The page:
(photo from the hive)
We made it sucessfully through the month of February, and I just have to say, I've always liked February: it's short-exactly 4 weeks long, spring is in sight, it contains Valentine's Day, and most of all, it's the month when I keep track of our family financial situation, and by that I mean that I write down every single penny we spend for the month. I don't do this every year, but whenever there is a significant change in our financial life (move, job change, housing change, etc), it makes sense to sit down and figure out a plan, because we all know that if we fail to plan, we are planning to fail! AND, I'm a number geek.
I was pretty excited to keep track of everything now that we are here in Hong Kong. I had this rough idea of where our money was going, but even to someone like me who is fairly thrifty, there are always a few surprises. Adapting to a new culture adds a whole new dimension to budgeting. Where do I find the best food deals? How much is the electric bill going to be? What about transportation? So...without further ado, here's the Cliff family spending for February:
groceries: $4726 HKD ($630 USD/$157 week)
eating out: $1937 HKD ($258 USD/$65 week)
medical: $1280 HKD ($171 USD)
gifts/misc: $616 HKD ($82 USD)
transport: $550 HKD ($73 USD)
boys chores: $1200 HKD--$400 each ($160 USD)
tithe/charity: 12% gross income
phone/internet: $720 HKD ($96 USD)
elec/H2O/dryer: $710 HKD ($94 USD)
Ikea (lampshade): $115 ($15 USD)
QB House (haircut):$50 HKD ($6.50 USD)
There it is! The Cliff family budget. Now I'll break it down by category:
Groceries include paper products like TP /paper towels and toiletries such as toothpaste and shampoo.
This months breakdown went like this:
Park N Shop (grocery store): $2881 HKD ($384 USD)
Meat (ordered at school and a meat shop): $707 HKD ($94 USD)
Cheese (ordered at school): $340 ($45 USD)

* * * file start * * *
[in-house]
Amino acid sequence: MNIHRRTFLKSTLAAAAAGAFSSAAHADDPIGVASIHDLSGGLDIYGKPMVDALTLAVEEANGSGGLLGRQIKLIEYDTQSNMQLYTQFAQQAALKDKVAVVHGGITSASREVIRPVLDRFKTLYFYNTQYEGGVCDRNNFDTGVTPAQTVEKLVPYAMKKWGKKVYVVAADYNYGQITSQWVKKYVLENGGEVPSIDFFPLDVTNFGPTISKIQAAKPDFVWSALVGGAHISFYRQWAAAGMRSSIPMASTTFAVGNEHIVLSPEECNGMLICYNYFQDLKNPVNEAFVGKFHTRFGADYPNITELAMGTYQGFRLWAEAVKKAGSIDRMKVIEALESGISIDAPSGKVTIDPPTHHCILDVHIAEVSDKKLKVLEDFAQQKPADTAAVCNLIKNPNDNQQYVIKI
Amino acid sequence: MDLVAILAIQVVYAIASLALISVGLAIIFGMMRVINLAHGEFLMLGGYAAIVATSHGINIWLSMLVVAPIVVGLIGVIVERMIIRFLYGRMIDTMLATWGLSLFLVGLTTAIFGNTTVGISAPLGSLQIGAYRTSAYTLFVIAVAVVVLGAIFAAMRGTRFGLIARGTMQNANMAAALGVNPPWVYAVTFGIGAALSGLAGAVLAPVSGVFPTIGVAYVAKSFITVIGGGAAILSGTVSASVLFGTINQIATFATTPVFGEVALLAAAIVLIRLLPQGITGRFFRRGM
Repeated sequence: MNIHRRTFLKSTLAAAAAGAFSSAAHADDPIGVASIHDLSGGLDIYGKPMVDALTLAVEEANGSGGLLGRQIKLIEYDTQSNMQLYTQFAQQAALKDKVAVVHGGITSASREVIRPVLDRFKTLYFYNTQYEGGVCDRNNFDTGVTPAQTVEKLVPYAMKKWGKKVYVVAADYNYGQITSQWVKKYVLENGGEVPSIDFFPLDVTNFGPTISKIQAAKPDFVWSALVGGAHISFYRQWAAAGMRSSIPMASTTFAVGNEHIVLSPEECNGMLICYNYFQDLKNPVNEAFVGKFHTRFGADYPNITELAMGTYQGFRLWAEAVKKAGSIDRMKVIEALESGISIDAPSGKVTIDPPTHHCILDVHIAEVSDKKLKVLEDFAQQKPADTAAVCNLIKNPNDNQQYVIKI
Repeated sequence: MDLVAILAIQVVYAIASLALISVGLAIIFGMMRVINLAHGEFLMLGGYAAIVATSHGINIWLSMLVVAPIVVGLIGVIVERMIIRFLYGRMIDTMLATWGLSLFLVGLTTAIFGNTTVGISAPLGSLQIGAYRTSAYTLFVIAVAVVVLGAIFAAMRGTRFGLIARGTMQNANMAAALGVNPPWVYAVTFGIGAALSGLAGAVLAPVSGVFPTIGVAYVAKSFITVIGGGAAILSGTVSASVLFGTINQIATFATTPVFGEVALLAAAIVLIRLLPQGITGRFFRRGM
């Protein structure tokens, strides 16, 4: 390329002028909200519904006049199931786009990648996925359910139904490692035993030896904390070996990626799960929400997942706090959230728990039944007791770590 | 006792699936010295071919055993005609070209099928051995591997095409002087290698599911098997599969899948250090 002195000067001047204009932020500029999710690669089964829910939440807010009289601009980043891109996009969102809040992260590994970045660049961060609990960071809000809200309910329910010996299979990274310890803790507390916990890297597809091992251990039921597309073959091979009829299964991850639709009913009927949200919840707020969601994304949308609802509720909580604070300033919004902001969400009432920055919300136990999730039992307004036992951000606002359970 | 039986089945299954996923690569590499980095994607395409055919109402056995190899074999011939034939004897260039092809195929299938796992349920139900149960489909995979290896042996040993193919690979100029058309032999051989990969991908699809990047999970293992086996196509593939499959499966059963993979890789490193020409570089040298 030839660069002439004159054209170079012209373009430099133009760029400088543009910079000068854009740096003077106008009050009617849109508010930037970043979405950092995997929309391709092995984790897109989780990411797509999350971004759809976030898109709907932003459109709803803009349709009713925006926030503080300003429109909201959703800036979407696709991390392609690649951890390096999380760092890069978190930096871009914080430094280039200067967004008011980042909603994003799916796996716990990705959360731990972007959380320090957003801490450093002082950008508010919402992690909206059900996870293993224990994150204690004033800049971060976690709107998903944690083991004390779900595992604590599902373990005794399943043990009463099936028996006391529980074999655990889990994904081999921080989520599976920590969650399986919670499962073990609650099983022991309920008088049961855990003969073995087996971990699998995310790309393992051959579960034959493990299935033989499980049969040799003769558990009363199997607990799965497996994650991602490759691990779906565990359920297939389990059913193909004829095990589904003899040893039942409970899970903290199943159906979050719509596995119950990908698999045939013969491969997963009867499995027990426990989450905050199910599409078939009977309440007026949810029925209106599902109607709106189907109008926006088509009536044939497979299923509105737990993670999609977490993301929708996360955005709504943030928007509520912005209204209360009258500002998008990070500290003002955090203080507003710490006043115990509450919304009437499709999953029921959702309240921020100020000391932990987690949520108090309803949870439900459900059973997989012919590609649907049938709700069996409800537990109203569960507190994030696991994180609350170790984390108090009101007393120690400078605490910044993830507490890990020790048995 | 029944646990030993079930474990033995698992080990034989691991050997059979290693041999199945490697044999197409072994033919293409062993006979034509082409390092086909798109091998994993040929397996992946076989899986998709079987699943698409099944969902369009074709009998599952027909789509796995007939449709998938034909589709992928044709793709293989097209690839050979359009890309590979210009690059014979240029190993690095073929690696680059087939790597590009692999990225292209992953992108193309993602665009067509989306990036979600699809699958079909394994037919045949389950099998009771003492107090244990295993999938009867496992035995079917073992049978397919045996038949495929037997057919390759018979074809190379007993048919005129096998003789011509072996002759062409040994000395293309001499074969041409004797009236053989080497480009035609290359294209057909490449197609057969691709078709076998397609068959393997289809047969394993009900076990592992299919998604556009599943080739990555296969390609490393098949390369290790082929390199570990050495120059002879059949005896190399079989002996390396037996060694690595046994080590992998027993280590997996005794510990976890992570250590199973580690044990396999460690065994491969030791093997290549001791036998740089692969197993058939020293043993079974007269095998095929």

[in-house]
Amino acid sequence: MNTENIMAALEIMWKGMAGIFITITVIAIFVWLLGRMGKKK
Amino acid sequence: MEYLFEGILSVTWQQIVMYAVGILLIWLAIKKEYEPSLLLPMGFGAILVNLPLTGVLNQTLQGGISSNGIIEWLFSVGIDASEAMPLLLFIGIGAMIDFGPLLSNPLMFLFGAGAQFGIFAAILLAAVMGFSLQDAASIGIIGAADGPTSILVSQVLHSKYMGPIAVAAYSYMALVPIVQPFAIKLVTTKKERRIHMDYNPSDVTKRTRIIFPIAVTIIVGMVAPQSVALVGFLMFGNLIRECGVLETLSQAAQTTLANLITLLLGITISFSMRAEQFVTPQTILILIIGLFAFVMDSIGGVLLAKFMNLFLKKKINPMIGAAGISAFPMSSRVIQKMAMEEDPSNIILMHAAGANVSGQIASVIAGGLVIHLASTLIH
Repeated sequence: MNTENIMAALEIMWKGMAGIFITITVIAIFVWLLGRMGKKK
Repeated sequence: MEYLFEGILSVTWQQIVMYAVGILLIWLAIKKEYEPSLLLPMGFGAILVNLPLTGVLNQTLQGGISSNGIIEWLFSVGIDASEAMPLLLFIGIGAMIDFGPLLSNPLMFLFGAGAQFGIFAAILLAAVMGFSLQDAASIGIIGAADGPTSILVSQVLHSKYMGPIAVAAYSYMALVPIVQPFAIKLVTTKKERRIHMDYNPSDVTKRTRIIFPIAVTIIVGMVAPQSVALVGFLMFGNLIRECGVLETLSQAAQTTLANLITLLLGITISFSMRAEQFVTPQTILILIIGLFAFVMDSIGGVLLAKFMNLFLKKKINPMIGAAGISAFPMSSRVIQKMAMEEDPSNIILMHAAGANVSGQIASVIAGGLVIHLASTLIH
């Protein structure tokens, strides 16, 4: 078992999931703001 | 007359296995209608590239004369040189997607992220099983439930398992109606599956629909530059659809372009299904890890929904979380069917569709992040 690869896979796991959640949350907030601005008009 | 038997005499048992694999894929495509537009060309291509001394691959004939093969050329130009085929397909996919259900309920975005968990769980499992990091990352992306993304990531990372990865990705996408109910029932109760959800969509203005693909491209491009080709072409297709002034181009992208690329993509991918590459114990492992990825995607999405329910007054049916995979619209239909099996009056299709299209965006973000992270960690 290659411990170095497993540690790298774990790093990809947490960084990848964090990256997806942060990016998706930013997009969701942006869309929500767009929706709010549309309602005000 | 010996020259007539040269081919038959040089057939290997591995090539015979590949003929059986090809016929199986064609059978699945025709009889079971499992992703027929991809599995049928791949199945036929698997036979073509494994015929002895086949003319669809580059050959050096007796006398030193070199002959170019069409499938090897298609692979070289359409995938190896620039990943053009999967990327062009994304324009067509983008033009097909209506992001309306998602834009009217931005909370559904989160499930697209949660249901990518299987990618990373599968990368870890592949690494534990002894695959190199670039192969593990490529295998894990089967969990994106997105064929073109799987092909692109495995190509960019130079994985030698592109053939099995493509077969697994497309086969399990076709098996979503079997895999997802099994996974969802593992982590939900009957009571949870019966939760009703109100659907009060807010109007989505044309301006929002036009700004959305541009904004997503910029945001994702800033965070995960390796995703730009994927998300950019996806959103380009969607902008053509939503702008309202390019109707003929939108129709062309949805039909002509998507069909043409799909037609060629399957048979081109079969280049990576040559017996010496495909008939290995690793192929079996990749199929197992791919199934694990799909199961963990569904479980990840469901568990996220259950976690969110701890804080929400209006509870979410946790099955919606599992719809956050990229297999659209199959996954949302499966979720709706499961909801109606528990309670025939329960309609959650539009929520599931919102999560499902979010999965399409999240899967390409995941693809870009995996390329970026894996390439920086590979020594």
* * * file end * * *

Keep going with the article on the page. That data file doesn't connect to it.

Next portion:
milk powder: $300 HKD ($40 USD)---this will last about 2-3 months
wet market: $79 HKD ($11 USD)
Prize Mart (smaller grocer): $369 HKD ($49 USD)
My goal is to get this number down to $4000 HKD I'm excited to have found a cheaper source for flour, so I plan to do a little more home baking.
Eating Out: This month included a $725 ($96 USD) meal for the family celebrating Will's induction into National Honor Society. A "normal" meal out for the fam would cost $100-$150 (13-20 US) at McD's or the noodle shop. Still, it's a number that's too high for me. And I will cut it down.
If you add up the total for groceries and eating out, divide that number by 5 (people in our family) and then divide by 4 weeks, then by 21 meals per week, you get $15.86 HKD ($2.11 USD) per meal, per person. All in all, I suppose this isn't that astronomical...but it's on the high side for this mama, and I know I can do better.
Medical: This included a trip to a general practioner, an orthopedic specialist and an X-ray for my oldest son, who has been having pain in his foot for months...and he's a runner. Dx: tendonitis. This was paid OOP, but most of it will be reimbursed through our school insurance plan. I don't even want to think about what this scenario would have cost stateside.
Gifts: This included Valentine's Day gifts, a night at the movies and baby shower gifts.
Transportation: This was what Mike and I put on our octopus (metro) cards this month. Some of that will slide over into the next month, but it all evens out. The card is used on the trains, buses and ferries. Quite a bit less than a car payment and gas to fill it, no?
Boys Chores: This was higher than we normally give our kids here, but it was Chinese New Year, and we were celebrating! This money must cover their own transportation costs, food that they want to buy elsewhere and anything else they want. They are also expected to tithe from this money. In exchange they do household chores (wash dishes, clean bathrooms and their own rooms and help with laundry). This is an evolving number as we figure out what works here. In the states, our boys earned money in other ways, and that has been a difficult loss for them to deal with.
Tithe/Charity: self-explanatory, and while it never dips below 10%, some months, it is higher than it was this month.
Phone/Internet: We have one cell phone with a plan, and Mike has a phone similar to a tracfone. The boys do not have cell phones. We have basic internet; we do not have cable TV.
Electric/Water: This number is based on the total we have paid so far divided by the months we have paid so far. We only pay quarterly.
The rest is self-explanatory. I'm sure I've forgotten to put a few things in here, but you get the general idea. So that, my friends, is what we pay to live in Hong Kong. Not bad, could be better:) All ideas for spending less are gratefully accepted....thanks!